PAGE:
Skills used this week
The skills focused on this week related to the understanding of genre and how best to portray this, perspective and point of view and how this impacts the writing process and knowing your target audience.
Firstly we began by writing a piece about water based on an extract from “The Looking Glass” by Michele Roberts. We used this writing to inspire our piece focusing on any body of water of our choosing. For this I first wrote from the perspective of a young boy who was very unimpressed by the water, using sarcasm to describe the scene. I felt this showed the scene in a different way than the usual expected lenghty descriptions, with a target audience of younger readers in mind (again taking from the writing style of John Green, in his book ‘The Fault in Our Stars’). After this I wrote a second piece from an entirely third person perspective trying to give the water a personality; I described it as caring and maternal. In this sence I got the opportunity to both experiment with target audience and how perspective can be used to target specific audiences. I felt this exercise was of great benefit and can be equally applied to journalism through what facts and which ‘character’ to follow in a story to target a different demographic.
After this we did an exercise were we had to write from the perspective of an animal or object; we had to give personality to something unusual. In this case I chose a pillow. I orginally tried to replicate the prose poem style, but while writing I found it took form more as a letter. I used satire and sarcasm to target this at more literary minded readers as well as those with an interest in more humourous literature. I applied the idea of ‘show not tell’ heavily with this piece. The piece says more about Steve through the opinion of his pillow that it would simply being told by the character themselves or a third person description. A pillow sees you in your bedroom when most people are most vulnerable and so I tried to explore the idea of this pillow growing bitter in the years it had been used by its owner, hence the occasional insult and patronising nature of the rhetoric.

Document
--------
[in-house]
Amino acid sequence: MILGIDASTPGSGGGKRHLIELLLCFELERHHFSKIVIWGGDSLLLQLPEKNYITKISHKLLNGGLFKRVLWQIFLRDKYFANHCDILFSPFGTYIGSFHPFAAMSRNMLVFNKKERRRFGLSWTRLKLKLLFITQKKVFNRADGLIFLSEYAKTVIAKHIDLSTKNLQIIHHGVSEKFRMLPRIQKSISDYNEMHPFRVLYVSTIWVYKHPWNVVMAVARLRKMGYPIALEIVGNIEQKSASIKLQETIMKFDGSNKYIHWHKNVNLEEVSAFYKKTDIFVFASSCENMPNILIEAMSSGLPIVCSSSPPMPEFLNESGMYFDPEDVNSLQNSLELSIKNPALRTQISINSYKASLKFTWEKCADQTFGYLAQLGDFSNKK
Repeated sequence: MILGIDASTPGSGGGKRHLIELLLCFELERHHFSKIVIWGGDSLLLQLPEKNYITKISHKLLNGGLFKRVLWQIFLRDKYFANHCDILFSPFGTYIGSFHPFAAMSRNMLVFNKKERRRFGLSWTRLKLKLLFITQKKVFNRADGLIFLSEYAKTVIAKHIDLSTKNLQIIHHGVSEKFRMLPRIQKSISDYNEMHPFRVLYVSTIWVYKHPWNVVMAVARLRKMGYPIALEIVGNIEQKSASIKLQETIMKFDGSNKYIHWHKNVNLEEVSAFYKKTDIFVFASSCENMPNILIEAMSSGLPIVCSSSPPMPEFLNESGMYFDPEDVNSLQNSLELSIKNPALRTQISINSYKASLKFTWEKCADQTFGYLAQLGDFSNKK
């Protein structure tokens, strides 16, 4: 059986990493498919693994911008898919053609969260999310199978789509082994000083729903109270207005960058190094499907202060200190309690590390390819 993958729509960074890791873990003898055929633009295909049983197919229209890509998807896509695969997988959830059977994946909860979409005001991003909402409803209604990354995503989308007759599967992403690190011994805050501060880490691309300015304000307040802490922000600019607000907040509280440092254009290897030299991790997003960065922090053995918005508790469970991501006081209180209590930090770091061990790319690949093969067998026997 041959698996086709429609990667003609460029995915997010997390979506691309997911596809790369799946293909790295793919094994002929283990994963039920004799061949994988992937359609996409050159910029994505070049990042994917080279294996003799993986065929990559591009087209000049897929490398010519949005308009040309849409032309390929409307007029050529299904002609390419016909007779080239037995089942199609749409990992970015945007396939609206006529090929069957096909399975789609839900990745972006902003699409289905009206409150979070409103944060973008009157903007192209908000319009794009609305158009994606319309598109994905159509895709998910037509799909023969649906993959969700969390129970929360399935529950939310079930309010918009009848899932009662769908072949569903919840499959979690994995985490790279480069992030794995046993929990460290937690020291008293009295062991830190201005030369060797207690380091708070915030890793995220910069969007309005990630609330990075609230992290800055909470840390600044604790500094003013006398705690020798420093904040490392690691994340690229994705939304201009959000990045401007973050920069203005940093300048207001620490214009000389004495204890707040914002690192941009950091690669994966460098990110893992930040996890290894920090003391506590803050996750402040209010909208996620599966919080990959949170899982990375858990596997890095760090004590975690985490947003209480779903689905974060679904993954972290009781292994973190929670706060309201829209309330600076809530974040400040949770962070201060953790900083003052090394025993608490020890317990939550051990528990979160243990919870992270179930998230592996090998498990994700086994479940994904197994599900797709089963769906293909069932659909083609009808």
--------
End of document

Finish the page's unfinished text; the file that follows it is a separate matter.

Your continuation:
We then researched different reading material. This ranged from greetings cards through to articles. We had to read the article and work out the intended audience and who could be included in its demographic. While reading the article I was researching I managed to correctly identify the publication it was taken from. By looking at the style of writing, the wording of the headline and the content I was able to work out it was from the Guardian. We then discussed the article and how despite the fact it was based on research of 18-30 year olds this did not make up the entirity of the demographic. It extended to Guardian readers as well as those who had children of those age ranges or links to such as university lecturers and adult educators.
Extract of ‘The Fault in Our Stars’ – John Green
Late in the winter of my seventeenth year, my mother decided I was depressed, presumably because I rarely left the house, spent quite a lot of time in bed, read the same book over and over, ate infrequently, and devoted quite a bit of my abundant free time to thinking about death. Whenever you read a cancer booklet or website or whatever, they always list depression among the side effects of cancer. But, in fact, depression is not a side effect of cancer. Depression is a side effect of dying. (Cancer is also a side effect of dying. Almost everything is, really.) But my mom believed I required treatment, so she took me to see my Regular Doctor Jim, who agreed that I was veritably swimming in a paralyzing and totally clinical depression, and that therefore my meds should be adjusted and also I should attend a weekly Support Group. This Support Group featured a rotating cast of characters in various states of tumor-driven unwellness. Why did the cast rotate? A side effect of dying. The Support Group, of course, was depressing as hell. It met every Wednesday in the basement of a stone-walled Episcopal church shaped like a cross. We all sat in a circle right in the middle of the cross, where the two boards would have met, where the heart of Jesus would have been. I noticed this because Patrick, the Support Group Leader and only person over eighteen in the room, talked about the heart of Jesus every freaking meeting, all about how we, as young cancer survivors, were sitting right in Christ's very sacred heart and whatever.